Coming to Cambria

Coming to Cambria: That ’70s moment

Special to The CambrianApril 3, 2014 

Where’s Ula?: Name the location where Elaine Horn’s Harlequin Great Dane Ula is perched and earn the respect and admiration of your peers for your intimate knowledge of Cambria. Email the answer to

ELAINE HORN — Special to The Cambrian

Editor’s note: This is Part 3 of Elaine Horn’s story about her move from the East Coast to fulfill what she says has been “my heart’s desire” since her first visit to Cambria years ago. As always, we welcome your comments — especially those relating to how you discovered Cambria and came to live here. Email

There’s something strangely disconnecting when you’re flying 6 miles above the Earth’s surface. Or, perhaps it’s because I’m keenly aware this flight is a life-altering one. Many readers have read of the previous five days of trial and tribulation. This past week, I have wished for access to a private jet. Where is Warren Buffett when you need him?

With the plane’s final approach from Atlanta to San Francisco, it’s time for re-entry. The Orwellian “people moving” AirTrain takes me to offsite car rentals and a mini-van the size of a small blimp is promptly secured. It is a dark and (relatively) stormy night. I get lost trying to find my way back to the flight arrivals terminal.

Pulling up, I’m amazed airport security lets me park right outside baggage claim (although the Delta representative is clearly within eyesight and signaling that I’m OK). Mini-Aussie Chessie and cat Sydney look no worse for the wear and appear to be holding up far better than I am. We head off for the Delta Cargo terminal. I get lost.

When we finally arrive and I spot darling Ula in her giant crate, tension starts to pour out. They actually use a forklift to hoist the loaded crate into the minivan. Armed with clear directions to the hotel, I don’t get lost but do arrive only to be told by the front desk clerk that they only accept two pets per room. I lose it … again. Suffice it to say, we were allowed to stay (repeat refrain: genuine tears and hysteria are vastly underrated).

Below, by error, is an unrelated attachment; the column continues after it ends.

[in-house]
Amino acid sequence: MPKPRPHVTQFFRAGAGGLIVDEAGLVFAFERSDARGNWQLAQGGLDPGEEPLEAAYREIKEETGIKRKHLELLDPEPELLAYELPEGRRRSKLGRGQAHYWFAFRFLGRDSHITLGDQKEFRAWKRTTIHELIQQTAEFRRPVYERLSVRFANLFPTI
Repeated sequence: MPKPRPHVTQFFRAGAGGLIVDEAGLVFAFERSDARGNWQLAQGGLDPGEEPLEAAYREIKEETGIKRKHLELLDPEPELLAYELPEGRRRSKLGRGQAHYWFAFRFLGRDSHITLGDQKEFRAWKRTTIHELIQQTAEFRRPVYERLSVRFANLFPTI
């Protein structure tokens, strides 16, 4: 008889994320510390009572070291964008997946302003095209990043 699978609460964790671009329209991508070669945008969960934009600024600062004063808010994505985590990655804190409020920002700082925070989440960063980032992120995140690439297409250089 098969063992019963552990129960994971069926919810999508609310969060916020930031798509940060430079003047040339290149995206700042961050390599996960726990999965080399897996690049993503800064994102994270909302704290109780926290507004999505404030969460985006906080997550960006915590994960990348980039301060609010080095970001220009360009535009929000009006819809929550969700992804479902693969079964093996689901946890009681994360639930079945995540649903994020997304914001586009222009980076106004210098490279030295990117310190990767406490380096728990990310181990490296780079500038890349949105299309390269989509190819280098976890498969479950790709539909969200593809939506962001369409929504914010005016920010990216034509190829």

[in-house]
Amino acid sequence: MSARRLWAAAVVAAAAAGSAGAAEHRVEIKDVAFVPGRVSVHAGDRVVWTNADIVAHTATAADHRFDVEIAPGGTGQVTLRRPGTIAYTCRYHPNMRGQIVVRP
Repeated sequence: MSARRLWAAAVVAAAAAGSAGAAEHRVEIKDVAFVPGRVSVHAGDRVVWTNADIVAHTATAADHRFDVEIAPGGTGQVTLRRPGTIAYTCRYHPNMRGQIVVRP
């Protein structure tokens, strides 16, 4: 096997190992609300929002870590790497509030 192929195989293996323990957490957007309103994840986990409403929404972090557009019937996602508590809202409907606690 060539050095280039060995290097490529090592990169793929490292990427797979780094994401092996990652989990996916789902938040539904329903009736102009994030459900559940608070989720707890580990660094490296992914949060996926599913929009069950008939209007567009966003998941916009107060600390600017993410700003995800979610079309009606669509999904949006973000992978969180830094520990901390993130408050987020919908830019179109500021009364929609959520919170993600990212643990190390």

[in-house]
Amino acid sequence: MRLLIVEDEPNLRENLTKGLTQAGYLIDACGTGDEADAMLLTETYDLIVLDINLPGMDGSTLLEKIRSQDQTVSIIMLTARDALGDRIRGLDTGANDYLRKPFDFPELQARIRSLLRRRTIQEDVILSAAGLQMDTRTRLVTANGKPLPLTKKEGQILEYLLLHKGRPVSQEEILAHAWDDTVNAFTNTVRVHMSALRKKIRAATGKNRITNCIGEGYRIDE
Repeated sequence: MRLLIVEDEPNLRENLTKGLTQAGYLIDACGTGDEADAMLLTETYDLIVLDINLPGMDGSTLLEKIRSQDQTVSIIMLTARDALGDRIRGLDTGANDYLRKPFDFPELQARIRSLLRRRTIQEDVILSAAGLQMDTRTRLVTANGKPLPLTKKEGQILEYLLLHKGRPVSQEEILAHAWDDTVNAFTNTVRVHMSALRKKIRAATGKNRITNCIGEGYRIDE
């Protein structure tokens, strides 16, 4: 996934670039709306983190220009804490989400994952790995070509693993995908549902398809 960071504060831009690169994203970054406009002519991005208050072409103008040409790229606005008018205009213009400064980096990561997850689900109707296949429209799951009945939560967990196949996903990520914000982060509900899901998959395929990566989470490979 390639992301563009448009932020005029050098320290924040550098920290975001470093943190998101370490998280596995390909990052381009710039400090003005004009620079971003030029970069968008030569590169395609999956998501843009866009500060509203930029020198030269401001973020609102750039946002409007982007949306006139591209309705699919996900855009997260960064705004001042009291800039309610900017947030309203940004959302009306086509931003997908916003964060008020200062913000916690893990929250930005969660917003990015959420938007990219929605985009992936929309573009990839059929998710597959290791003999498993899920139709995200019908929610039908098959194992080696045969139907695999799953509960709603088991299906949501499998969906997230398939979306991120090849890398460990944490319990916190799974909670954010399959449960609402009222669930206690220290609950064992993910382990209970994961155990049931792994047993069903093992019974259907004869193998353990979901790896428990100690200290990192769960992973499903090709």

We hit the road early in the morning. The drive proves to be a white-knuckle experience. Now, I know how precious water is in Cambria. I’m acutely aware of the severe drought. But why, of all days, after a grueling week-long slug fest, does it have to pour down? The wind is wicked, the fog is swirling, the rain is coming down at a 45-degree angle, visibility is near zero and there’s a tailgater pushing me on along Highway 46. The minivan sways like a ship in swells.

I unload as fast as possible after picking up the rental home keys. Ula and I jump right back in the van to exchange it at SLO for a more economically reasonable rental. We’re both wired for sound. The rain is coming down in droves and it’s a 30-minute wait for service. When the agent eyes Ula, I’m hit with a $150 “detailing fee” for dog hair (for a vehicle I’ve had less than 24 hours). Back in Cambria, we settle down for our first night on Happy Hill, but it’s dark and gloomy. Happiness must wait another day.

The next morning, we awake to typical Cambrian morning fog, which I expect to burn off. It does not. No matter, we set off — at long last — on the last 5 miles of our 2,700-plus mile trek.

Joy. Freedom. Release. RUN. I’m Mary Richards: We just might make it after all! I don’t throw my hat in the air (and I am prone to wearing hats), but I do raise my arms to the sky and, slowly, savoring the moment, twirl several revolutions. I thank God for a place called Cambria.

Next up: Now Voyager: Seek & Find.

Email Elaine Horn via

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